Resources for Becoming a Stronger White Ally
If you haven’t seen Dixon D. White’s brave and honest videos about challenging white supremacy in America then go to You Tube right away and subscribe to hischannel. Dixon, a self-proclaimed redneck and former racist, is challenging white people to be proactive and take responsibility for undoing racism and rejecting white privilege. His videos have surpassed the one million view mark as his message of antiracism and racial healing continues to spread.
Dixon recently launched a social media challenge for white people to post their own videos describing their racialized experiences and how they are fighting to overcome the systemic racism that permeates American culture. The response has been overwhelming- every day new people are rising to the challenge and posting their own videos about their awakening to the realities of racism and publicly proclaiming that they are taking a stand against discrimination.
I’ve watched several of these videos and have been moved by the candor and humanity of each and every person who has answered the call to actively resist prejudice and strive to move our country forward toward justice and equality for all. For those of you who are rising to the challenge, especially every one who posted a video, I wanted to point out resources to help you become the strongest white ally you can be.
Last summer, I shared a list of 12 ways for white people to be an ally to black people. Here are a few more ideas to add to that list, which you can use as inspiration for taking a more active stand against racism:
Learn how to talk with other white people about white privilege.
Start by arming yourself with knowledge about how white privilege works, especially its invisibility to most people. White Privilege: Unpacking the Invisible Knapsack offers several easy to understand examples that demonstrate how white privilege manifests in everyday life, usually unnoticed by the person who benefits from the privilege. Explaining White Privilege to a Broke White Person helps break down how even white people from poor backgrounds reap advantages because of the color of their skin color. Read these articles, share them, talk about them. You can even use this exercise to help you have an even deeper conversation.
Follow leaders of color in the antiracism movement across different sectors and industries, especially young leaders.
Look not only to political leaders but also to journalists like Ta-Nehisi Coates, entertainers like Jessie Williams, and activists like Phillip Agnew. Racism is deeply embedded in every layer of our society so we need to look beyond only politics to be transformative, which means that we need to find role models and champions in all areas of our life, from the tv shows we watch to the books and magazines that we read. Check out this list showcasing 100 leaders of color from various walks of life, including artists, business people, and athletes.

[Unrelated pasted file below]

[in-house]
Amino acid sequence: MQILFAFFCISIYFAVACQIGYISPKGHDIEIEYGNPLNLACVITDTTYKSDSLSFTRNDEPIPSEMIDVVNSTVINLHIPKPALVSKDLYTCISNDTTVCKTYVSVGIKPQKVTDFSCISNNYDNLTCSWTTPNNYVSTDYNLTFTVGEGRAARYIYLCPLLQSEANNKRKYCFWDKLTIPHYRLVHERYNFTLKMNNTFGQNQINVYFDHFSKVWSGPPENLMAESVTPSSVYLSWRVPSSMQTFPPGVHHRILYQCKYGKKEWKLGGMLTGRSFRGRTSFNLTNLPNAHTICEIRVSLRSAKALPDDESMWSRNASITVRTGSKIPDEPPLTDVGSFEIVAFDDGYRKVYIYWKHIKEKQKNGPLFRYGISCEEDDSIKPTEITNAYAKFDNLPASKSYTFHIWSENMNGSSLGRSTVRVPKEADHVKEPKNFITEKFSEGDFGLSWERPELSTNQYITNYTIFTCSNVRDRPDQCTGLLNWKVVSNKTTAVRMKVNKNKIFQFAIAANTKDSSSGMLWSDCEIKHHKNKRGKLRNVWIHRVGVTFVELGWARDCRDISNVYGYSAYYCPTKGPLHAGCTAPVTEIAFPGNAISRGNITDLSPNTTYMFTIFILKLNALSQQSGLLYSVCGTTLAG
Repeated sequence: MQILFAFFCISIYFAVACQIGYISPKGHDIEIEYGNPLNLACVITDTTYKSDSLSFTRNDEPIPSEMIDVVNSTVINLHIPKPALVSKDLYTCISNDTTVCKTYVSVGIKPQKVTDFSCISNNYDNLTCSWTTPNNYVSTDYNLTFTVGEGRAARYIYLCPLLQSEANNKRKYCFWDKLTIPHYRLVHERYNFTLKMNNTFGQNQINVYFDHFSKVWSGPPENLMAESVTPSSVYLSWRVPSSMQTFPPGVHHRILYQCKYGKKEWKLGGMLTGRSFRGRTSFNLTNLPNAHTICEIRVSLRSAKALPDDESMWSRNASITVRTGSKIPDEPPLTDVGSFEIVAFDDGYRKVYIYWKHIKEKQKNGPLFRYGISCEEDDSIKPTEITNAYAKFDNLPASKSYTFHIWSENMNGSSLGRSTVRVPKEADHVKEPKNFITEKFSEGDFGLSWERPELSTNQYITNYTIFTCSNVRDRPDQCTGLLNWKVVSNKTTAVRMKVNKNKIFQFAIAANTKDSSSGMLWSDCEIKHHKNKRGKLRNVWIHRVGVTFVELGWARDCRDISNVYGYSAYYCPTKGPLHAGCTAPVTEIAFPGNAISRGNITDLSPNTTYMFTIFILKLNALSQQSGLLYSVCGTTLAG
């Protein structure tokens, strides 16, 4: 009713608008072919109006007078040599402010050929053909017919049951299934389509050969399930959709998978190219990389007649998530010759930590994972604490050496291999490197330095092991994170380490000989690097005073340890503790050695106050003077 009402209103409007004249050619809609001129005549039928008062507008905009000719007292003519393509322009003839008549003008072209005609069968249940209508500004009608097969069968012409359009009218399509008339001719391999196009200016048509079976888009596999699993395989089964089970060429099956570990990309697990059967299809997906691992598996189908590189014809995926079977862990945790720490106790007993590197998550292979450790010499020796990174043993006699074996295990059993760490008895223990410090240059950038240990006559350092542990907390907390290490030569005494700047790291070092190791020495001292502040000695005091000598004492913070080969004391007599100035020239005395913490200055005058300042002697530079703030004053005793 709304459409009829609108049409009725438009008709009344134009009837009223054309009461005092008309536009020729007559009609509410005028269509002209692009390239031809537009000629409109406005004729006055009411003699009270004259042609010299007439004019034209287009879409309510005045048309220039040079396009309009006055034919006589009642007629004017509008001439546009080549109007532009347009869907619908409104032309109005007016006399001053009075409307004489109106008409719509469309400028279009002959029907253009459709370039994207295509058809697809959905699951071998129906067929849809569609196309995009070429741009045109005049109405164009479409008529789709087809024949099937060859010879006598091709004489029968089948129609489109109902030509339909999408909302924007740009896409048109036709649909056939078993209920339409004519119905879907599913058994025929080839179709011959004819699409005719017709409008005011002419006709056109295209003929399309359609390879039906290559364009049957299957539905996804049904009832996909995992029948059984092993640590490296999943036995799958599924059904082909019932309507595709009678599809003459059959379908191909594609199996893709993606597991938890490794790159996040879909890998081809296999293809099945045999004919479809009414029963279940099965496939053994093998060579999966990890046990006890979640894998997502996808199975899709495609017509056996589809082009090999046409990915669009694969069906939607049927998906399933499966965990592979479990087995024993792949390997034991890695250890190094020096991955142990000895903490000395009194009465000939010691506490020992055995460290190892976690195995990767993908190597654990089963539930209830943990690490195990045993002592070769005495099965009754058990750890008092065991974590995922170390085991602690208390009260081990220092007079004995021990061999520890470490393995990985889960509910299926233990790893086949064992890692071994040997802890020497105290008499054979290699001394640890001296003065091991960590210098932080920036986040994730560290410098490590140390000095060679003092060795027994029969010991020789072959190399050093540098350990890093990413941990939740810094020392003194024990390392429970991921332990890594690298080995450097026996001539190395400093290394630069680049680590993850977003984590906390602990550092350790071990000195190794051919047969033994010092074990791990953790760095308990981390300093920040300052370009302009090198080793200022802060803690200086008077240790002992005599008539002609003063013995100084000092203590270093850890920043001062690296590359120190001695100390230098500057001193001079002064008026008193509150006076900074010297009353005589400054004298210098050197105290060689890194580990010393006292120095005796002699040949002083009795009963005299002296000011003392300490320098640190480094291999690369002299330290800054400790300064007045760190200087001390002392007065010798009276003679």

Register to vote and demand that candidates be proactive about addressing racism and injustice in meaningful ways that address root causes and not merely the symptoms of the problem.
Local, state and national elections determine which leaders get the power to shape and enforce the policies and laws that govern our communities. If you are able to vote then you can influence the direction our communities take. Creating a swell of popular influence from the people that is strong enough to bend the will of some politicians will take time – a long time- even if every single one of us votes. So we don’t have another minute to waste.
Regardless of your political affiliation, you can demand that candidates for office make a serious, permanent commitment to fighting structural racism and discrimination in any form. You can find voter registration information for national elections here and here. (I also suggest that you take some time to learn about the discriminatory nature of felon disenfranchisement, which prohibits people convicted of felony charges from voting, which severely limits the voting power of black men in particular.)
Bring together people for a discussion about racism and to work on action ideas to create change where you live.
You can join together with other people to talk about the issues and how you can be agents of change. Several discussion guides are available online for free. Facing Racism in a Diverse Nation leads people through a series of conversations that examine how racism impacts us and provides tools to develop action ideas to create more equitable communities. Protecting Communities Serving the Public shows how to bring together community members and the police to build trust, develop better policies, and make communities safer for everyone. You can also watch a documentary, like Race – The Power of An Illusion and use the discussion questions that go with the video.
The number of people in this movement is growing every day. Change is coming. But we’ve still got work to do. So let’s get to it, immediately. And together.
Janee Woods is a former attorney who left the law to take a nonprofit job focused on supporting community engagement, strengthening democracy and fostering racial equity. She has a lot to say about what matters in her life. You can follow What Matters at janeewoods.com and on Facebook at https://www.facebook.com/whatmatterswithjaneewoods. Find her on Twitter @janeepwoods.